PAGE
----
London Mayor Boris Johnson has launched a spirited attack on the country's immigration policy, claiming ministers were causing 'unnecessary alarm' with tough rules, which could deter foreign students from coming to the UK.
Johnson, on the second day of the six-day tour to India, warned that the 'mood music' on visa restrictions could seriously damage many UK universities, which rely on foreign students for survival.
"The policy on visas has been sending out the wrong signals. The worry is they have been a little bit put off by some of the mood music coming out of the Government. You've got to be very careful that you're not doing stuff that actually deters foreign students,"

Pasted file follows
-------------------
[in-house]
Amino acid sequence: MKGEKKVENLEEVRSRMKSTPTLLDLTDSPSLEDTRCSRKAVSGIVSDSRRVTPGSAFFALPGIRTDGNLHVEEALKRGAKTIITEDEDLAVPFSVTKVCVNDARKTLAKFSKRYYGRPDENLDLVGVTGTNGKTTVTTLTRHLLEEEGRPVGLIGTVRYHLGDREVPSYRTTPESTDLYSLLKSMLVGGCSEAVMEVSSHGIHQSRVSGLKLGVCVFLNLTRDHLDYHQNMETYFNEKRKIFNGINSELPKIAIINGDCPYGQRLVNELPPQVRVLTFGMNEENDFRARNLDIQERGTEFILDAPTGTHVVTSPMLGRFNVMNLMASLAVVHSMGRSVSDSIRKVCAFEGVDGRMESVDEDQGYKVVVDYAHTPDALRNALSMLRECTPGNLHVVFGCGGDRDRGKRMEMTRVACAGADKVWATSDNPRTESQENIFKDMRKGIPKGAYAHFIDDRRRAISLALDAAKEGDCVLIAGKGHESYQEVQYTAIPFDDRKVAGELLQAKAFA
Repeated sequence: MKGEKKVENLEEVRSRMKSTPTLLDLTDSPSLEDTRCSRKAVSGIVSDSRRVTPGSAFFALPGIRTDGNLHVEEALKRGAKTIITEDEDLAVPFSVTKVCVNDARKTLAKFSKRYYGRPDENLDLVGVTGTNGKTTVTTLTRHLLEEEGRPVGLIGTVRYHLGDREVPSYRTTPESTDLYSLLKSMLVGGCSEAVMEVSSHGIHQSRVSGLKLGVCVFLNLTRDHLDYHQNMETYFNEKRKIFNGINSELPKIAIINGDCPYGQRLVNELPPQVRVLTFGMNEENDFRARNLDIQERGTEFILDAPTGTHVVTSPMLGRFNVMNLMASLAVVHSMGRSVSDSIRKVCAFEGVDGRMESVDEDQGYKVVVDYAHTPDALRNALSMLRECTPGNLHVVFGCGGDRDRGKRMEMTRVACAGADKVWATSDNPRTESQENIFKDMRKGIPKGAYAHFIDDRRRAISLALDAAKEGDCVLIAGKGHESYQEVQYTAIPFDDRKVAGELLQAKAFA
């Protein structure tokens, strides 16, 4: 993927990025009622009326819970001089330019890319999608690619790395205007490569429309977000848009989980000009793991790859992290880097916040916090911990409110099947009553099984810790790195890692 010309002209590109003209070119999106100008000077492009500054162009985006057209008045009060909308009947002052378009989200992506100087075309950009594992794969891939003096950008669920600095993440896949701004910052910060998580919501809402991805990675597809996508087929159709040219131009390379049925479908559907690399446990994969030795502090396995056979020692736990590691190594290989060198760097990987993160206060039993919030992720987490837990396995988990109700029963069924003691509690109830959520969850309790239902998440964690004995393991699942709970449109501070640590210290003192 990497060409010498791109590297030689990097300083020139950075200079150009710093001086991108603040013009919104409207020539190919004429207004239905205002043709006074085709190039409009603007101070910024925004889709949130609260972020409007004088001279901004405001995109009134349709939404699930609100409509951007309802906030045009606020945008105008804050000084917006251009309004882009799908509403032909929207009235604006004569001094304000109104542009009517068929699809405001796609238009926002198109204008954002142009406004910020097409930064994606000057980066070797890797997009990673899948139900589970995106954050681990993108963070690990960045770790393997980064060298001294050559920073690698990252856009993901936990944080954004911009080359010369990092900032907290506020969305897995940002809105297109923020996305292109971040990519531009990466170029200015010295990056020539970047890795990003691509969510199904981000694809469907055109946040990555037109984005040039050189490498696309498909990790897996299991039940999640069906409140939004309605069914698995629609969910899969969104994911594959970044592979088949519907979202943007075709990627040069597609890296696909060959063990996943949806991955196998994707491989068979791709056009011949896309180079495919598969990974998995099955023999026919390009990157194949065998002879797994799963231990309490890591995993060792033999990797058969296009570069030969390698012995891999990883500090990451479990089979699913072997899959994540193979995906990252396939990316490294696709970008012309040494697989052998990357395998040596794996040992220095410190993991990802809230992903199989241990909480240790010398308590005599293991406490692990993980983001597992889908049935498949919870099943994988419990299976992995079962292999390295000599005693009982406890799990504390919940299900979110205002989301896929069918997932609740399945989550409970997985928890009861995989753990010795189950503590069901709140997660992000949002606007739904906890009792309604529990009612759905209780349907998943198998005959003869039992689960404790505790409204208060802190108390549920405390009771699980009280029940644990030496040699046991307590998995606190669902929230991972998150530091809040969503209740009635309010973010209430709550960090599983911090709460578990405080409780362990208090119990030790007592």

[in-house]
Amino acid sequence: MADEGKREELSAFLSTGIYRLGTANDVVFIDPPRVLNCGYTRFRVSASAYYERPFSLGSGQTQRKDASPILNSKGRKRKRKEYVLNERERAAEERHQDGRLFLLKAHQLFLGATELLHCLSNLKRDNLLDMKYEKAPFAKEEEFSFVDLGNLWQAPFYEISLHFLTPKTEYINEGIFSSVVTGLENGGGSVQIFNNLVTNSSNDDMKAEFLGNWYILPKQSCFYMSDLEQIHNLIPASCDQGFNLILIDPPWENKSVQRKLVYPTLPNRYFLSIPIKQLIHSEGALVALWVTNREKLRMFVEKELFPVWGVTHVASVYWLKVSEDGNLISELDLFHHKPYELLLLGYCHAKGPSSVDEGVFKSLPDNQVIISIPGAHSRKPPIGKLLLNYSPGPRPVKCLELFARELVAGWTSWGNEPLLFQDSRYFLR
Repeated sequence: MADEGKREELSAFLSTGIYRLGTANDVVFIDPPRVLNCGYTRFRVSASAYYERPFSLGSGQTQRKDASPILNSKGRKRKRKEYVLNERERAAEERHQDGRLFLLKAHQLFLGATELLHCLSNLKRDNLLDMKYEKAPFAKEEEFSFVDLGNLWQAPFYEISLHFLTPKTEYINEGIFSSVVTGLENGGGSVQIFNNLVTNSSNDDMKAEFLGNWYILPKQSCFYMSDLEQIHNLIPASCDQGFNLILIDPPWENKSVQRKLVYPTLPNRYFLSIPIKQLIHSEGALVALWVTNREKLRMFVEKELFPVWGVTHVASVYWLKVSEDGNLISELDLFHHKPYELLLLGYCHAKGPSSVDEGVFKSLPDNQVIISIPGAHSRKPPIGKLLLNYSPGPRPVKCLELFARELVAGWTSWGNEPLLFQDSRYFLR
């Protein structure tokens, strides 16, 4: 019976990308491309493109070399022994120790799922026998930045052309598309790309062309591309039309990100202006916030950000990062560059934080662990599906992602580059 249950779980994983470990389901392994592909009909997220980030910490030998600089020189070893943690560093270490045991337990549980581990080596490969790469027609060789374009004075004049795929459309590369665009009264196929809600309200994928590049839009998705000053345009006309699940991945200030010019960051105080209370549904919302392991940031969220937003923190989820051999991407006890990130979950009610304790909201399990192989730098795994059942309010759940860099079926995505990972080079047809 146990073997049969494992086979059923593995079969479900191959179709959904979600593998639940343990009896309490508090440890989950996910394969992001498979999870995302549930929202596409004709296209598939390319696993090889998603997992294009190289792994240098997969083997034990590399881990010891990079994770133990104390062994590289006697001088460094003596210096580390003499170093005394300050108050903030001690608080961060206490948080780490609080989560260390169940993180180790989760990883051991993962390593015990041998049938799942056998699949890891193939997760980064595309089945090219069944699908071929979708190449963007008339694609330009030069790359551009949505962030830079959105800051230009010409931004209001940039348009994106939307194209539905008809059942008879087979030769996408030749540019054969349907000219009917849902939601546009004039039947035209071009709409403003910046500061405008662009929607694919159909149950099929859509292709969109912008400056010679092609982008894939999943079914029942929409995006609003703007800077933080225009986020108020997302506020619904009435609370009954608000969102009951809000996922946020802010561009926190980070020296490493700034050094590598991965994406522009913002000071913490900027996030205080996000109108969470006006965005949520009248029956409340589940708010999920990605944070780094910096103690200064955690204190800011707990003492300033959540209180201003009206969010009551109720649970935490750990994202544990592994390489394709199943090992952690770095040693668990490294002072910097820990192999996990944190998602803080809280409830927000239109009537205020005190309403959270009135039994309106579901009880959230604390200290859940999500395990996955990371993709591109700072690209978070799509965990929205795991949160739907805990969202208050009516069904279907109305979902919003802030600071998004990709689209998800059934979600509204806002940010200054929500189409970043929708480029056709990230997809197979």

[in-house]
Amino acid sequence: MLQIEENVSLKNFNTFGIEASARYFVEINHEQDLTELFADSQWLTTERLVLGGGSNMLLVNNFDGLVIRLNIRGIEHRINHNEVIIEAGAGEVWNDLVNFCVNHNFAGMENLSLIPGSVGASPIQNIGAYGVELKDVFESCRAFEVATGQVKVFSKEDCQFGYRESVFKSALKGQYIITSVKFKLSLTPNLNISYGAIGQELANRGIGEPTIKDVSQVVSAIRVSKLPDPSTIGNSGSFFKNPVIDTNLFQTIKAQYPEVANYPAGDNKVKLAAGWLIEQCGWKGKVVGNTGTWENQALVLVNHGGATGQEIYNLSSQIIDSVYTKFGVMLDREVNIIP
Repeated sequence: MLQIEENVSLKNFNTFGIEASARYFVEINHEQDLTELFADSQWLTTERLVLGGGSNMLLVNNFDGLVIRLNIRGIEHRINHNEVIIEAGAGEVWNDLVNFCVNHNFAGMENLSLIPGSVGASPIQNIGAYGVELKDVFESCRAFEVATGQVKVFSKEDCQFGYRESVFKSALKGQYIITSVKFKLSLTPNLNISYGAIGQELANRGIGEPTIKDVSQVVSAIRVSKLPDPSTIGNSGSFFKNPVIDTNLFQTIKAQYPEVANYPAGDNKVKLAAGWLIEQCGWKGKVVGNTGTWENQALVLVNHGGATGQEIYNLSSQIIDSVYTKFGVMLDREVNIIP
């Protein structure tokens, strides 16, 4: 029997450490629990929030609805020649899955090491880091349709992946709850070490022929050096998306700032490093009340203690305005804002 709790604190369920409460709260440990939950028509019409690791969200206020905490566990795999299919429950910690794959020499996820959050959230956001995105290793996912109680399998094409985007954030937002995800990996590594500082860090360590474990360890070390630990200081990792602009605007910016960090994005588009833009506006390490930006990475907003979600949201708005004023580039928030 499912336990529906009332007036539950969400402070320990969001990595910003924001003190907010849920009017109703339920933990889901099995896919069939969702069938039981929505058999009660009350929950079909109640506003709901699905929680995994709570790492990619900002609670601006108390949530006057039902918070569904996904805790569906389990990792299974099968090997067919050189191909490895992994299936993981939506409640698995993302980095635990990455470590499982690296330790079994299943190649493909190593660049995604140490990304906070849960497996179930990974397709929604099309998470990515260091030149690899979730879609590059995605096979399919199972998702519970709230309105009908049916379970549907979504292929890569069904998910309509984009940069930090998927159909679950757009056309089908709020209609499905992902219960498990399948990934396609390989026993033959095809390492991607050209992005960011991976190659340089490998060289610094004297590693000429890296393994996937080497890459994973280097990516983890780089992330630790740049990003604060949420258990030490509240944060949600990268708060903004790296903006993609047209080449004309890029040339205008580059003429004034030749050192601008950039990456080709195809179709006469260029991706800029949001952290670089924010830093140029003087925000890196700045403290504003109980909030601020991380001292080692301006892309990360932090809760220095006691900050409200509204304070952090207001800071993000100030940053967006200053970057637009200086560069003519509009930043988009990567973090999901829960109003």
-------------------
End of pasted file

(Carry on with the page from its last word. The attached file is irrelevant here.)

Johnson said at the Amity University in Delhi.
"India has a glorious tradition of sending students to London, from Nehru to Gandhi onwards, and we want to make sure we preserve that. I don't want to see universities in Canada and America and Australia eating our lunch. We shouldn't be losing this market," he said.
"If the Government decides to make changes to the visa regime, we want to make sure it doesn't do damage to a sector in which London is so strong," he added.
According to the Independent, international students brought 2.5 billion pounds into the UK last year in fees alone, but since tough restrictions, including a cap on numbers and minimum-income criteria, were announced last year, there has been a 9 percent fall, with a 25 percent drop expected next year.
In a letter to Home Secretary Theresa May, he said it was 'imperative' ministers stopped focusing on numerical targets and instead concentrated on promoting jobs and growth.
"This is why I am supporting a growing, cross-party consensus on removing students from the Government's net migration target," he added. (ANI)